Susana Dancy: I am on the Community Design Commission, and I voted for this project. I believe it is the best thing yet to come out of the Ephesus Fordham (Blue Hill) form-based district. It is not perfect by any means, but I believe it is better than any other project that has come from this district, and it is better than something that traditional zoning or the special use permit process might produce. There’s a hotel, an apartment building and an office building. It will generate positive tax revenue for the town, and it is in an appropriate location for this level of intensity. Again, it is not perfect, but it is a strong addition to this area. This project moves us toward the goal of expanding the commercial tax base in Chapel Hill.

Where healing begins

Suppose we could begin to erase many of the leading causes of death like alcoholism, COPD, illicit drug use, heart disease, smoking, cancer, stroke, or diabetes?

Suppose we could improve health outcomes with a single question? What happened to you?

Adverse childhood experiences harm children’s developing brains, damaging their immune systems so profoundly that the effects show up decades later. These experiences include physical, sexual and verbal abuse; physical and emotional neglect; having a family member who is depressed or diagnosed with other mental illness, addicted to alcohol or another substance, or in prison; having a mother being abused; and losing a parent to separation, divorce or another reason.

Healing can begin when you have at least one person who loves you unconditionally and with extreme emotional extravagance. Who is your “one” that will be by your side when everyone else jumps ship? Reach out to them and let them know.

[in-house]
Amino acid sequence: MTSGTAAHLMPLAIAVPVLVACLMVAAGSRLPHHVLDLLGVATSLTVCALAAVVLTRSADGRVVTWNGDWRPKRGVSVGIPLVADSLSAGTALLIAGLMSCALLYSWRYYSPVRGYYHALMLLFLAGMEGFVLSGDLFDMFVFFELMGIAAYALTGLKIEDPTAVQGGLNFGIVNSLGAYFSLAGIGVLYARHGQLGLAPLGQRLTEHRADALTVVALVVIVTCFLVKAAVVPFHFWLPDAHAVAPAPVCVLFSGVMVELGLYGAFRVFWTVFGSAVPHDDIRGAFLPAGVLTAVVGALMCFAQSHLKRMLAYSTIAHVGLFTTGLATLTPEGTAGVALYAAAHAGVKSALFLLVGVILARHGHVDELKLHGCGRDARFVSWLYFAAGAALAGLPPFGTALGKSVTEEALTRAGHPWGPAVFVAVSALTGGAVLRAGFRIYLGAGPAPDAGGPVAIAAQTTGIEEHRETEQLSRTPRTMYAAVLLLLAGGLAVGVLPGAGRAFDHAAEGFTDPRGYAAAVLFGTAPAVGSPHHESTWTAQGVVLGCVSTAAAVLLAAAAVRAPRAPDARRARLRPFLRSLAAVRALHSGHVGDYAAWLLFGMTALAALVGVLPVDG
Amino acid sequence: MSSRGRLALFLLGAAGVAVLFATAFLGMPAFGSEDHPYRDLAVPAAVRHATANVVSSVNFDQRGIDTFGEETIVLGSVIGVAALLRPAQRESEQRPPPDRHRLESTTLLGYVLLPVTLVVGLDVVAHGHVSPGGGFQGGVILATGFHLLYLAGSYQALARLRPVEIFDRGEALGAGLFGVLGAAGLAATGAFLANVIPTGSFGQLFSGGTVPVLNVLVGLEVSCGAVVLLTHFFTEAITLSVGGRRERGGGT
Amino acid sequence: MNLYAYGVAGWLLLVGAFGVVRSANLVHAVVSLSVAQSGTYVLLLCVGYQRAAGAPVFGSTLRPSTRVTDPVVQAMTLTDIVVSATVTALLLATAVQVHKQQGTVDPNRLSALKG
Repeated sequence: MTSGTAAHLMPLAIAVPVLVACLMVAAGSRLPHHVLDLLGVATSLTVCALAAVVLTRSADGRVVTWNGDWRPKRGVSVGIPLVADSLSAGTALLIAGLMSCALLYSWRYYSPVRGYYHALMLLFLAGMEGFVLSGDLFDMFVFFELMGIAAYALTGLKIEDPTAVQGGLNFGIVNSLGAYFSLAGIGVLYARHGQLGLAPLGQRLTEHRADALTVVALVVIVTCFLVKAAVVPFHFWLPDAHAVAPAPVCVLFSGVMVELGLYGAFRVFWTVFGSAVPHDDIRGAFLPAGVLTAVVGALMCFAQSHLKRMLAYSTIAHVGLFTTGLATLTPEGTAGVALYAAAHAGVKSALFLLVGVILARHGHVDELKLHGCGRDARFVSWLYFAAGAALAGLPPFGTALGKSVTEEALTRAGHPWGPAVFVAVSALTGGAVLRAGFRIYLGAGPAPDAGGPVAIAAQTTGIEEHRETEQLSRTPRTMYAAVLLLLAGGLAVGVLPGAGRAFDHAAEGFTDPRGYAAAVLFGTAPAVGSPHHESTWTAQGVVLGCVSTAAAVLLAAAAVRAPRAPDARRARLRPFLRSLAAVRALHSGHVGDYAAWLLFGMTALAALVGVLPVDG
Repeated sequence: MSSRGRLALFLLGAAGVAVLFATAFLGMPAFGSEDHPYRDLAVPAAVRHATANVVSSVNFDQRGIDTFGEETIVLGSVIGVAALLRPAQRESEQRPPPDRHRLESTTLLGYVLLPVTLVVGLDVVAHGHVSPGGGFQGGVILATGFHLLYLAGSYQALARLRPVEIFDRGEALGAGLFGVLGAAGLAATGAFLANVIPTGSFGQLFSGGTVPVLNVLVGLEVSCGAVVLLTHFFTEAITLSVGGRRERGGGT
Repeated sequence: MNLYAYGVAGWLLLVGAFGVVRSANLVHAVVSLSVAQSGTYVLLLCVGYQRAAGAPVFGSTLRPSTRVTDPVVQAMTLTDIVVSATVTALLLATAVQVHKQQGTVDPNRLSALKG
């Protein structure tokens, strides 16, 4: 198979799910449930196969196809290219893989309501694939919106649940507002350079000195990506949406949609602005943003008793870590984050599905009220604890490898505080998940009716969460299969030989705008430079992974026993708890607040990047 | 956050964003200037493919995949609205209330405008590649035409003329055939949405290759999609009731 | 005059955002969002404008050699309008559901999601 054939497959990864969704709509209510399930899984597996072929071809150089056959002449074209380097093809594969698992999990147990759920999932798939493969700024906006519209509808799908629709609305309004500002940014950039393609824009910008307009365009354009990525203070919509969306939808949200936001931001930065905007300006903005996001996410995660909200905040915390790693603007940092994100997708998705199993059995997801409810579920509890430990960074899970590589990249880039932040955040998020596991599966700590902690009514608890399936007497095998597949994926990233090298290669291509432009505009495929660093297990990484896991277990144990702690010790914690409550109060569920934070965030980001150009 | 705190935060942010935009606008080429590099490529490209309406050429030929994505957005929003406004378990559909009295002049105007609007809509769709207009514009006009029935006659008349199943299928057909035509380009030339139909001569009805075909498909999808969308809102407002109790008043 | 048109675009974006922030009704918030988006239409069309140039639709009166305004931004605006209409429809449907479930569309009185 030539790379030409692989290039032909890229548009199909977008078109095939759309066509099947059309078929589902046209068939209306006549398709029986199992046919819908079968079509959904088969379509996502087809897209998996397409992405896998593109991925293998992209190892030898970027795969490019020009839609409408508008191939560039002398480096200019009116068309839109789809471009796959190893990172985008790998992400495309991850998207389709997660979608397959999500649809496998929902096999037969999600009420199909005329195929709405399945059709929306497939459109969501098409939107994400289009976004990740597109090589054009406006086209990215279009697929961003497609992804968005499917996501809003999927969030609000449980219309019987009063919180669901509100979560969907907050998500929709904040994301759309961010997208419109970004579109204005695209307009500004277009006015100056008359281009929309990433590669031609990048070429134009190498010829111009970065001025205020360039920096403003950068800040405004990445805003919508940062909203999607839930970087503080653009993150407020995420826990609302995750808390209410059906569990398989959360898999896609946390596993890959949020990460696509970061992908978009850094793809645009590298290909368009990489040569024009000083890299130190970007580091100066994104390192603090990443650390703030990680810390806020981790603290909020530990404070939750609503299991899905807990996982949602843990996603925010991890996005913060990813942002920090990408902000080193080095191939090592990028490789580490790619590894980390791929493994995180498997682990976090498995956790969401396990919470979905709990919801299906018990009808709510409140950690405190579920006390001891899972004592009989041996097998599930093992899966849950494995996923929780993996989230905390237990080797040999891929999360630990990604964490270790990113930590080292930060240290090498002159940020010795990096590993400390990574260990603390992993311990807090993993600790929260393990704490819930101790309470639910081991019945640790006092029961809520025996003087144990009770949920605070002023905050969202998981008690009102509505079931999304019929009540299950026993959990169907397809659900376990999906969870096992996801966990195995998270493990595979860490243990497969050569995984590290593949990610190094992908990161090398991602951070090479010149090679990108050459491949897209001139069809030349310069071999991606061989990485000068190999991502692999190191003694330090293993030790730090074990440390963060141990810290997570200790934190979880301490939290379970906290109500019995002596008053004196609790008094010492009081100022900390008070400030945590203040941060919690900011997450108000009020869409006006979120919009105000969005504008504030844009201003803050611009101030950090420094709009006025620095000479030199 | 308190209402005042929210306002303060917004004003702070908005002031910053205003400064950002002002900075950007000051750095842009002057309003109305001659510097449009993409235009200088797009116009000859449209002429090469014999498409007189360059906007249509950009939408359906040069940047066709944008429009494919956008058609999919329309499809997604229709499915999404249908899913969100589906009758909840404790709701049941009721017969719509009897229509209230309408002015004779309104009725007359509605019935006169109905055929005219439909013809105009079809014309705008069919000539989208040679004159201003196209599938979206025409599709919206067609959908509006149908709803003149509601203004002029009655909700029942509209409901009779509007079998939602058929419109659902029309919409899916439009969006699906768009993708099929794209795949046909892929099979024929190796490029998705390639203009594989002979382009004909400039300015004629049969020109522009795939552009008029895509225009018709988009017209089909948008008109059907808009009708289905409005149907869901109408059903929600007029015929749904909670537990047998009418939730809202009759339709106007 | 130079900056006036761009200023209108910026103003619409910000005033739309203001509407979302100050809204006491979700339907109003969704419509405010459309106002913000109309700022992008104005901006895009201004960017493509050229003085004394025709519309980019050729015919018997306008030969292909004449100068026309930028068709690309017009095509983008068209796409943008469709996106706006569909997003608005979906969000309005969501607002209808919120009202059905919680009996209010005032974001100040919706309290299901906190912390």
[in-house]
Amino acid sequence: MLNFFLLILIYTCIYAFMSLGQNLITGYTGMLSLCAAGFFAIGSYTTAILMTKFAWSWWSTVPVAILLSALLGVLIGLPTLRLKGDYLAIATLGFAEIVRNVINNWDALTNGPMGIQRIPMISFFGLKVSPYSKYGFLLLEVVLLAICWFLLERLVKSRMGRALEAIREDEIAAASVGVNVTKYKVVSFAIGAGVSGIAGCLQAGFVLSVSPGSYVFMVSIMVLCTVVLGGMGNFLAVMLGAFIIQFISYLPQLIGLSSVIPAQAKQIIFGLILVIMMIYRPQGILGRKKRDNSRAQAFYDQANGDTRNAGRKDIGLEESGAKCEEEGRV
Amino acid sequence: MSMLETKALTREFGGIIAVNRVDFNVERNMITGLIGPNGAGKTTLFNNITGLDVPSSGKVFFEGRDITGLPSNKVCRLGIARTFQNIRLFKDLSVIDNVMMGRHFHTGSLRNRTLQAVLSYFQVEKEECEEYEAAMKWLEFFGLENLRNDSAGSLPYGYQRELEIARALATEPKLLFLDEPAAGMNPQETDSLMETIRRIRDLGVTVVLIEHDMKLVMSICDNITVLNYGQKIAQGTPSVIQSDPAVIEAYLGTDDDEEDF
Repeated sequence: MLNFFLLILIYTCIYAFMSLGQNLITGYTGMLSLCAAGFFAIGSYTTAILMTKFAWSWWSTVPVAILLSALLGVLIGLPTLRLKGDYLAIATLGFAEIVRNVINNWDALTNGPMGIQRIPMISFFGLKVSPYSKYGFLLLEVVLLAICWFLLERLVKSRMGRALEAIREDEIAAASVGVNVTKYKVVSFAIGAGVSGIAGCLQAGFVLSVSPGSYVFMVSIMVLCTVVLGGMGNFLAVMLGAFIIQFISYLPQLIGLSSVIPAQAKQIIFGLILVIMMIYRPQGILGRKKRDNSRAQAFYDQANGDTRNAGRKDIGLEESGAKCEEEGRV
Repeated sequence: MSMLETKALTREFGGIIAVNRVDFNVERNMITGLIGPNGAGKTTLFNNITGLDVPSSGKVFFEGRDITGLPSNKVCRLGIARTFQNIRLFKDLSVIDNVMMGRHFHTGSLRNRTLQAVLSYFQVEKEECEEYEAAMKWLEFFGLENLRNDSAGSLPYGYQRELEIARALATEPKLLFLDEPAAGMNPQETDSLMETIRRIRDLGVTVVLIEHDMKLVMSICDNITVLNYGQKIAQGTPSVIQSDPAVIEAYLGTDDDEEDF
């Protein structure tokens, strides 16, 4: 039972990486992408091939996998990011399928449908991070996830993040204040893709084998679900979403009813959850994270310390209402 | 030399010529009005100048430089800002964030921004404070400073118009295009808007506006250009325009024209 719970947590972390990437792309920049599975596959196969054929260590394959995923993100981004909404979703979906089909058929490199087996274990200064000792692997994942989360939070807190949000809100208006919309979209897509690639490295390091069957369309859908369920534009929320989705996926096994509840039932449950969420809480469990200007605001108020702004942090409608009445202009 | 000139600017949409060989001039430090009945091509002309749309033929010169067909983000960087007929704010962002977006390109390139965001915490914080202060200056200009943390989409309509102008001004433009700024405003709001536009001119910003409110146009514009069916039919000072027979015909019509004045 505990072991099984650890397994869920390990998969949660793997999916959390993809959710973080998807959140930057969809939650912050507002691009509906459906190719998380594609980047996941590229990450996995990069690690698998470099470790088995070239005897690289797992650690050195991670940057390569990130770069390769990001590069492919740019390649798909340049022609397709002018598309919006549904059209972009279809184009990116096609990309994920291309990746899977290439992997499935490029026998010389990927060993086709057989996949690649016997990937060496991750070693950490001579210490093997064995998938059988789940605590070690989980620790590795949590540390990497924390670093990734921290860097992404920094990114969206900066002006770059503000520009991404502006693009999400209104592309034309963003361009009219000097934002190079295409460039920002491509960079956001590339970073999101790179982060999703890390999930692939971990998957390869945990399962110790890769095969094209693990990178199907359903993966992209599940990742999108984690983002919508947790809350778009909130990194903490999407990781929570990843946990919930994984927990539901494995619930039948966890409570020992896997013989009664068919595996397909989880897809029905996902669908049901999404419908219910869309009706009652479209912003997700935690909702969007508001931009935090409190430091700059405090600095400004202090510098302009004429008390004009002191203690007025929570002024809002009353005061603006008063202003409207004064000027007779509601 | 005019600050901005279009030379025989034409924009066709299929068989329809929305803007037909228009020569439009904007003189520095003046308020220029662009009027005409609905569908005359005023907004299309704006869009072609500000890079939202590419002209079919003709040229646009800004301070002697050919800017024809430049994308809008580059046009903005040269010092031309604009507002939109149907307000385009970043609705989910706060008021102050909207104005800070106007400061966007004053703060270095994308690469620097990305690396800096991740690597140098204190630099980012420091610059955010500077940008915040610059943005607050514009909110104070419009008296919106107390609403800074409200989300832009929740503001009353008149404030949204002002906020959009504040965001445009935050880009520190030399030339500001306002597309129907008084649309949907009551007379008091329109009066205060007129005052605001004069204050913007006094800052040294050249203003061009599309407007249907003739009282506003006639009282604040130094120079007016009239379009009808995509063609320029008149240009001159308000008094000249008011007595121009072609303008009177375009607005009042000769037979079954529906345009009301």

Also, have confidence in your strengths and abilities, manage strong feelings and impulses, meet the demands of daily living, while also relaxing and re-energizing and trust yourself to make good decisions to maintain a healthy, positive lifestyle.

Achieving Health Hand in Hand (AHHH!) is Together for Resilient Youth’s initiative creating strategies to form a resilient community one person at a time in partnership with the Duke Clinical & Translational Science Institute and the North Carolina Behavioral Health Equity Initiative. Learn more at together4resilientyouth.org or wanda.durhamtry@gmail.com

Wanda Boone

Durham

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Please send up to 250 words to letters@heraldsun.com. All submissions, Facebook posts and online comments may be edited for space and clarity.